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Viceroy of Kush
Dynasty19th Dynasty
PharaohMerneptah and perhaps Seti II and Amenmesse
BurialTomb at Aniba[1]

Messuy (Messuwy) was Viceroy of Kush, Governor of the South Lands, Scribe of the Tables of the Two Lands during the reign of Merneptah and perhaps Seti II and Amenmesse.[1]

Viceroy of Kush

Messuy was appointed Viceroy of Kush in year 5 of Merneptah and followed Khaemtir in office. Messuy added many inscription to temples and sites in Nubia, including Amada, Aksha, Amara, Temple of Beit el-Wali, Wadi es-Sebua, and Bigeh Island.[1]

Identification of Messuy with Pharaoh Amenmesse

Rolf Krauss was the first to suggest that Messuy was to be identified with Amenmesse. Kraus conjectured that Messuy had taken power in Southern Egypt after a short reign of Seti-Merneptah, the son and heir of Merneptah.[2] One argument in favor of Viceroy Messuy taking on a royal role is an addition of a Uraeus to the brow of Messuy's depictions in the Temple of Amada.[3] Dodson for instance is a proponent of this theory, but it has not been generally accepted.[1][4] Others such as Yurco suggest there is no uraeus, but merely weathering of the stone that gives a false impression of one.[1]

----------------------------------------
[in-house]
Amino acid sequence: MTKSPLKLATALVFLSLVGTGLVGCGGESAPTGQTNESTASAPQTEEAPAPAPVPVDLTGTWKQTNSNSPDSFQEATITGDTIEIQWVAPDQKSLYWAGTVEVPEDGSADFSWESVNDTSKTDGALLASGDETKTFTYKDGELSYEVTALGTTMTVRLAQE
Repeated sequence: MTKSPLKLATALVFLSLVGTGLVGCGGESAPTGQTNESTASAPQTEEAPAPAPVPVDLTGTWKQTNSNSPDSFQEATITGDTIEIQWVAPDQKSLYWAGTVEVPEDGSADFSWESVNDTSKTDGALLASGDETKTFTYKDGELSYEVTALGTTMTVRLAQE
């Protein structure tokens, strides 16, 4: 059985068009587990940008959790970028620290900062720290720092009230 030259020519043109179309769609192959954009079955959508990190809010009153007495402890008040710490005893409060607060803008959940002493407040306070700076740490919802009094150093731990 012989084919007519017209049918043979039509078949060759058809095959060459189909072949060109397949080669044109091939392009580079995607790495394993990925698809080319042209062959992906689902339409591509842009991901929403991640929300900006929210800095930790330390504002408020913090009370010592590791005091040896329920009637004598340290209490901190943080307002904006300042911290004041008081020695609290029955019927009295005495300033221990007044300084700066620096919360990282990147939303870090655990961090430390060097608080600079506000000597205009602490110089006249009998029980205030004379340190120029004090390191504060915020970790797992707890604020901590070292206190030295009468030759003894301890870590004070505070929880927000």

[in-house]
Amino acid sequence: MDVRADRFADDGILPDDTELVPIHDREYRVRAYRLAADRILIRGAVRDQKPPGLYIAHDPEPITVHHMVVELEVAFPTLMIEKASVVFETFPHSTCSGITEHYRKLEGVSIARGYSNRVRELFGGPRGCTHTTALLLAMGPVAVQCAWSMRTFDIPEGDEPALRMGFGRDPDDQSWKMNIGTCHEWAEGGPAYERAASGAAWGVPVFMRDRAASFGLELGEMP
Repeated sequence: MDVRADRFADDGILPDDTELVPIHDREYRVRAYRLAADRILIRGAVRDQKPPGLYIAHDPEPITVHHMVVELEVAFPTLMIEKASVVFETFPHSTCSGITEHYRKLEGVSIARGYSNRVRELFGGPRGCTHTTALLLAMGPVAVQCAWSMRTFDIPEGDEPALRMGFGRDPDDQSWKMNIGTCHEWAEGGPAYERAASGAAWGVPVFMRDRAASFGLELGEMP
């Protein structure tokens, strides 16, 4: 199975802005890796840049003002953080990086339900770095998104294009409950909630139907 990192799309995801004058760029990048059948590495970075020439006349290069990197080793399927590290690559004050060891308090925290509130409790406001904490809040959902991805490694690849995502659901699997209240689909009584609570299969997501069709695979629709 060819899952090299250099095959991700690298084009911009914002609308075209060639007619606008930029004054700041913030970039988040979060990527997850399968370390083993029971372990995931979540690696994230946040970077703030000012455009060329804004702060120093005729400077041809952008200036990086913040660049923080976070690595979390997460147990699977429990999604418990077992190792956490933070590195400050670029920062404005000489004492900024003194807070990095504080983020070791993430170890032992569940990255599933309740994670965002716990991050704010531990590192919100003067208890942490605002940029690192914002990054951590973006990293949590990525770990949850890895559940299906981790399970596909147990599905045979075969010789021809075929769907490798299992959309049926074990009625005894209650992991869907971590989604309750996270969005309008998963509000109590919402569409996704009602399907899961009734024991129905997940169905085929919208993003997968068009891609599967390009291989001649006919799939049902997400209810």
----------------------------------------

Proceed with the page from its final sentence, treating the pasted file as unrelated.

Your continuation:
Death and Burial

Messuy may have been buried at Aniba. This tomb was excavated and published by Georg Steindorff.[5]


  1. ^ a b c d e Frank J. Yurco, Was Amenmesse the Viceroy of Kush, Messuwy?, Journal of the American Research Center in Egypt, Vol. 34 (1997), pp. 49-56, Stable URL:, Accessed: 22-04-2017
  2. ^ Rolf Krauss, "Untersuchungen zu Konig Amenmesse," 1. teil, Studien zur Altdgyptischen Kultur 4 (1976), 161-99; idem, "Untersuchungen zu Konig Amenmesse," 2. teil, SAKb (1977), 131-74. (reference from Yurco's 1977 article)
  3. ^ Aidan Dodson, Messuy, Amada, and Amenmesse. Journal of the American Research Center in Egypt, Vol. 34 (1997), pp. 41-48, Stable URL: Accessed: 22-04-2017
  4. ^ Dodson, Poisoned Legacy: The Fall of the Nineteenth Egyptian Dynasty, American University in Cairo Press, 2010
  5. ^ Georg Steindorff, Aniba, 3 vols. Mission Archeologique de Nubie 1929-1934 (Gluckstadt: J. J. Augustin, 1935-37), vol. 1, p. 79, tomb S90, p. 198, tomb S90, vol. 2, p. 58, SA36, plate 34, no. 6 door post with text of Messuwy. (reference via Yurco's article)

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